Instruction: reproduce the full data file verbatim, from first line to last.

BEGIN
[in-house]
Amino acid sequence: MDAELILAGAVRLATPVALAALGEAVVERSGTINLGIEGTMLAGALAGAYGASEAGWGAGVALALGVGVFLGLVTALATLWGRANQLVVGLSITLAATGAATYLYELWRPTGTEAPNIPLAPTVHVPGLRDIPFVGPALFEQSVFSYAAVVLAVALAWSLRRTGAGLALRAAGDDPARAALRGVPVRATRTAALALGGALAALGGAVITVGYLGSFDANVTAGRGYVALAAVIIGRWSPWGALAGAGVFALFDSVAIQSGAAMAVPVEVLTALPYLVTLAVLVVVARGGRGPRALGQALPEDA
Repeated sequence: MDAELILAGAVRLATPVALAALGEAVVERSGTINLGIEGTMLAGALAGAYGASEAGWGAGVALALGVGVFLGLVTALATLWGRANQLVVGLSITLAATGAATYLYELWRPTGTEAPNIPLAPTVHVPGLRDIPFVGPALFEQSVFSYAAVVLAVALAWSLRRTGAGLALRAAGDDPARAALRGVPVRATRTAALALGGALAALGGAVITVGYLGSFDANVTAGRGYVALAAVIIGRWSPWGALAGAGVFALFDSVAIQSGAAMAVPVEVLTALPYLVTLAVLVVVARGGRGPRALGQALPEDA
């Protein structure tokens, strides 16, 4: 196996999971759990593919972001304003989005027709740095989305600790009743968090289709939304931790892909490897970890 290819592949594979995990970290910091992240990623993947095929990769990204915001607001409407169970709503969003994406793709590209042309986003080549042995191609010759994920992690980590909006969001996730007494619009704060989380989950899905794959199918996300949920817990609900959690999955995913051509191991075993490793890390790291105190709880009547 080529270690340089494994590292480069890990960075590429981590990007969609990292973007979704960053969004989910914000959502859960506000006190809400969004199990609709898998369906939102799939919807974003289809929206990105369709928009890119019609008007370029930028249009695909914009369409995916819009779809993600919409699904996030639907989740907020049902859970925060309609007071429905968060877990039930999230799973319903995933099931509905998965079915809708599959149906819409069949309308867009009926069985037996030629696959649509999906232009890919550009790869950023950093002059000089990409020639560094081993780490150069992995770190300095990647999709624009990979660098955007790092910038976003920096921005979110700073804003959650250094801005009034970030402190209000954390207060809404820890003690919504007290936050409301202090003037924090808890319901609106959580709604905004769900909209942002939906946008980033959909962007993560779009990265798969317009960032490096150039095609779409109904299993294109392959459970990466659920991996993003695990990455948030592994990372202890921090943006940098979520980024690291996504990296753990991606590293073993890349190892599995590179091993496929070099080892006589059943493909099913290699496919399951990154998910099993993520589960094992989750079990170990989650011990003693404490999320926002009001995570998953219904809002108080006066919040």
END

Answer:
[in-house]
Amino acid sequence: MDAELILAGAVRLATPVALAALGEAVVERSGTINLGIEGTMLAGALAGAYGASEAGWGAGVALALGVGVFLGLVTALATLWGRANQLVVGLSITLAATGAATYLYELWRPTGTEAPNIPLAPTVHVPGLRDIPFVGPALFEQSVFSYAAVVLAVALAWSLRRTGAGLALRAAGDDPARAALRGVPVRATRTAALALGGALAALGGAVITVGYLGSFDANVTAGRGYVALAAVIIGRWSPWGALAGAGVFALFDSVAIQSGAAMAVPVEVLTALPYLVTLAVLVVVARGGRGPRALGQALPEDA
Repeated sequence: MDAELILAGAVRLATPVALAALGEAVVERSGTINLGIEGTMLAGALAGAYGASEAGWGAGVALALGVGVFLGLVTALATLWGRANQLVVGLSITLAATGAATYLYELWRPTGTEAPNIPLAPTVHVPGLRDIPFVGPALFEQSVFSYAAVVLAVALAWSLRRTGAGLALRAAGDDPARAALRGVPVRATRTAALALGGALAALGGAVITVGYLGSFDANVTAGRGYVALAAVIIGRWSPWGALAGAGVFALFDSVAIQSGAAMAVPVEVLTALPYLVTLAVLVVVARGGRGPRALGQALPEDA
């Protein structure tokens, strides 16, 4: 196996999971759990593919972001304003989005027709740095989305600790009743968090289709939304931790892909490897970890 290819592949594979995990970290910091992240990623993947095929990769990204915001607001409407169970709503969003994406793709590209042309986003080549042995191609010759994920992690980590909006969001996730007494619009704060989380989950899905794959199918996300949920817990609900959690999955995913051509191991075993490793890390790291105190709880009547 080529270690340089494994590292480069890990960075590429981590990007969609990292973007979704960053969004989910914000959502859960506000006190809400969004199990609709898998369906939102799939919807974003289809929206990105369709928009890119019609008007370029930028249009695909914009369409995916819009779809993600919409699904996030639907989740907020049902859970925060309609007071429905968060877990039930999230799973319903995933099931509905998965079915809708599959149906819409069949309308867009009926069985037996030629696959649509999906232009890919550009790869950023950093002059000089990409020639560094081993780490150069992995770190300095990647999709624009990979660098955007790092910038976003920096921005979110700073804003959650250094801005009034970030402190209000954390207060809404820890003690919504007290936050409301202090003037924090808890319901609106959580709604905004769900909209942002939906946008980033959909962007993560779009990265798969317009960032490096150039095609779409109904299993294109392959459970990466659920991996993003695990990455948030592994990372202890921090943006940098979520980024690291996504990296753990991606590293073993890349190892599995590179091993496929070099080892006589059943493909099913290699496919399951990154998910099993993520589960094992989750079990170990989650011990003693404490999320926002009001995570998953219904809002108080006066919040």